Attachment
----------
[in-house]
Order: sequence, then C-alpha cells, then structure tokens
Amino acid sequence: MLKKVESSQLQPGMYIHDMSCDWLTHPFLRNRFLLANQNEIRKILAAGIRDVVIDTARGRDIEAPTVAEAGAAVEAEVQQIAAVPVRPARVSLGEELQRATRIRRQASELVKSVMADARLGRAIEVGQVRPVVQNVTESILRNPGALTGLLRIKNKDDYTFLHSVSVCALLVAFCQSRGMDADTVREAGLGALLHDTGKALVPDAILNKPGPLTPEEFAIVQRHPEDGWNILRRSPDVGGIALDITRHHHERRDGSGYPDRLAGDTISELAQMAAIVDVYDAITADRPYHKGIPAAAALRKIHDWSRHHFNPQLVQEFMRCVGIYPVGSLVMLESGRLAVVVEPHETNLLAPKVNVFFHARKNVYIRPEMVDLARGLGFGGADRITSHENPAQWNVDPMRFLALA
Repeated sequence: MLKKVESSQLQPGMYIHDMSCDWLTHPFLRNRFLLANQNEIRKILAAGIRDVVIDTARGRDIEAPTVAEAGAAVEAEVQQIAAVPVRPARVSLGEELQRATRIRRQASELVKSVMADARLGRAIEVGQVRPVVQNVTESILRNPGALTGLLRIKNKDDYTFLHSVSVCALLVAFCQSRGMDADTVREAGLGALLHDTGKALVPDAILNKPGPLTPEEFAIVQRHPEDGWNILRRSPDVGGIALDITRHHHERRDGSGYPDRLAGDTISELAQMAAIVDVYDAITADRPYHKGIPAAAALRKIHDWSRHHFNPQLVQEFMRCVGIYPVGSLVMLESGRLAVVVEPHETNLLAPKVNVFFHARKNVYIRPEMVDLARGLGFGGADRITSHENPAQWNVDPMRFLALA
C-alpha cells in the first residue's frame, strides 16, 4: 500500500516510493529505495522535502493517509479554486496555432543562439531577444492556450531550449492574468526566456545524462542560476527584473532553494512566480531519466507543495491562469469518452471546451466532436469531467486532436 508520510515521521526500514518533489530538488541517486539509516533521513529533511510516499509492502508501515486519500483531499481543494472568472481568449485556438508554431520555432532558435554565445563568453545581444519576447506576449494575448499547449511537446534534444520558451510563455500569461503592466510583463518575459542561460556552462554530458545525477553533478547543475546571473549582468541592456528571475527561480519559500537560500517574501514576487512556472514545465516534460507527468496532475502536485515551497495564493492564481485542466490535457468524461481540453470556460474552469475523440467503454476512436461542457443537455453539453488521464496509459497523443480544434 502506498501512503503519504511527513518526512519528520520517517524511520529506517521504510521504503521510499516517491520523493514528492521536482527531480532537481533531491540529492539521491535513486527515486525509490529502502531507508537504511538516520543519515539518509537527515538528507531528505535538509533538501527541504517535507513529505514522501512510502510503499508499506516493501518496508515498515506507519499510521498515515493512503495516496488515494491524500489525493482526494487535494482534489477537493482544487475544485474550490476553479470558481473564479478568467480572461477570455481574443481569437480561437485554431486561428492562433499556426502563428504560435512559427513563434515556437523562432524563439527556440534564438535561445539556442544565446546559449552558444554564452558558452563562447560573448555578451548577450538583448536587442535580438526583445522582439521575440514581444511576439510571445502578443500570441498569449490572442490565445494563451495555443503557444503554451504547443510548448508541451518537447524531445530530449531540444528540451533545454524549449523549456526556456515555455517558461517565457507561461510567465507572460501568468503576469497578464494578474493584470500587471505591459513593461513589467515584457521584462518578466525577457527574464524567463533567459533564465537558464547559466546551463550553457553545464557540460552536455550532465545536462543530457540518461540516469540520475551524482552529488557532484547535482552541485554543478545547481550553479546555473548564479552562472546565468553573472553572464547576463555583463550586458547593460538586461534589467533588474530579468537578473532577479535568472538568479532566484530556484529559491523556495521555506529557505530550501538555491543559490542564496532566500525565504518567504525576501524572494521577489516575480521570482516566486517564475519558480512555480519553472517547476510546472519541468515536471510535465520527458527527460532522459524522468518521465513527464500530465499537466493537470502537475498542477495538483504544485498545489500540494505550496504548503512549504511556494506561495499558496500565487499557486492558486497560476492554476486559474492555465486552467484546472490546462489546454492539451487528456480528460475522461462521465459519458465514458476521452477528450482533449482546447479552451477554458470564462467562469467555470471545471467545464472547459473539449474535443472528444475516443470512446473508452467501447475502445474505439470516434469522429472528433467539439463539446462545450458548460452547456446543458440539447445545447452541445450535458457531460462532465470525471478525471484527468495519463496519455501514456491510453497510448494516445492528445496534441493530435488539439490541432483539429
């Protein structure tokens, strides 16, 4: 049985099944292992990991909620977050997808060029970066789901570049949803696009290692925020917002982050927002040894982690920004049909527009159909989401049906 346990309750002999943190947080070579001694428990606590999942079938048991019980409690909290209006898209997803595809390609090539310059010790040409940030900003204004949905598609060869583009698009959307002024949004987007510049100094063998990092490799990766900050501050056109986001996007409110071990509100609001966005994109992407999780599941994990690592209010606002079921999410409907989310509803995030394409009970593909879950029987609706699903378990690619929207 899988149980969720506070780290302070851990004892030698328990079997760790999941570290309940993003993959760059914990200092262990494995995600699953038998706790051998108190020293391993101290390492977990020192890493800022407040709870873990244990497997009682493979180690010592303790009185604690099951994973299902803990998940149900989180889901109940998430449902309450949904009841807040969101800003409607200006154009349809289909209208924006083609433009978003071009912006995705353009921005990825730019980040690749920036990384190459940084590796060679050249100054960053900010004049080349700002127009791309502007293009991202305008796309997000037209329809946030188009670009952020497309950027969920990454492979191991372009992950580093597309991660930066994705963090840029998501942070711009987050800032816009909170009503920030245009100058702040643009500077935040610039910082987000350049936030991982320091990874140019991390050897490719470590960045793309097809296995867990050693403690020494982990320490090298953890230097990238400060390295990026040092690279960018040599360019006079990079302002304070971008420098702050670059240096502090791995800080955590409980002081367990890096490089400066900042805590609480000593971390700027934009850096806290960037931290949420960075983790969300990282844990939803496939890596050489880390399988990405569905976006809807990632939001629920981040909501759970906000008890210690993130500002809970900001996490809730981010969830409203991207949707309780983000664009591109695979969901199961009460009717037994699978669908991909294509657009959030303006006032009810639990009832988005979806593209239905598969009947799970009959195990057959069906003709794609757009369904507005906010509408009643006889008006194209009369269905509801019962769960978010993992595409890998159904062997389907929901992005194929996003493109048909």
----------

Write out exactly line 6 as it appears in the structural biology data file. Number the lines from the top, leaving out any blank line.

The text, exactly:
């Protein structure tokens, strides 16, 4: 049985099944292992990991909620977050997808060029970066789901570049949803696009290692925020917002982050927002040894982690920004049909527009159909989401049906 346990309750002999943190947080070579001694428990606590999942079938048991019980409690909290209006898209997803595809390609090539310059010790040409940030900003204004949905598609060869583009698009959307002024949004987007510049100094063998990092490799990766900050501050056109986001996007409110071990509100609001966005994109992407999780599941994990690592209010606002079921999410409907989310509803995030394409009970593909879950029987609706699903378990690619929207 899988149980969720506070780290302070851990004892030698328990079997760790999941570290309940993003993959760059914990200092262990494995995600699953038998706790051998108190020293391993101290390492977990020192890493800022407040709870873990244990497997009682493979180690010592303790009185604690099951994973299902803990998940149900989180889901109940998430449902309450949904009841807040969101800003409607200006154009349809289909209208924006083609433009978003071009912006995705353009921005990825730019980040690749920036990384190459940084590796060679050249100054960053900010004049080349700002127009791309502007293009991202305008796309997000037209329809946030188009670009952020497309950027969920990454492979191991372009992950580093597309991660930066994705963090840029998501942070711009987050800032816009909170009503920030245009100058702040643009500077935040610039910082987000350049936030991982320091990874140019991390050897490719470590960045793309097809296995867990050693403690020494982990320490090298953890230097990238400060390295990026040092690279960018040599360019006079990079302002304070971008420098702050670059240096502090791995800080955590409980002081367990890096490089400066900042805590609480000593971390700027934009850096806290960037931290949420960075983790969300990282844990939803496939890596050489880390399988990405569905976006809807990632939001629920981040909501759970906000008890210690993130500002809970900001996490809730981010969830409203991207949707309780983000664009591109695979969901199961009460009717037994699978669908991909294509657009959030303006006032009810639990009832988005979806593209239905598969009947799970009959195990057959069906003709794609757009369904507005906010509408009643006889008006194209009369269905509801019962769960978010993992595409890998159904062997389907929901992005194929996003493109048909």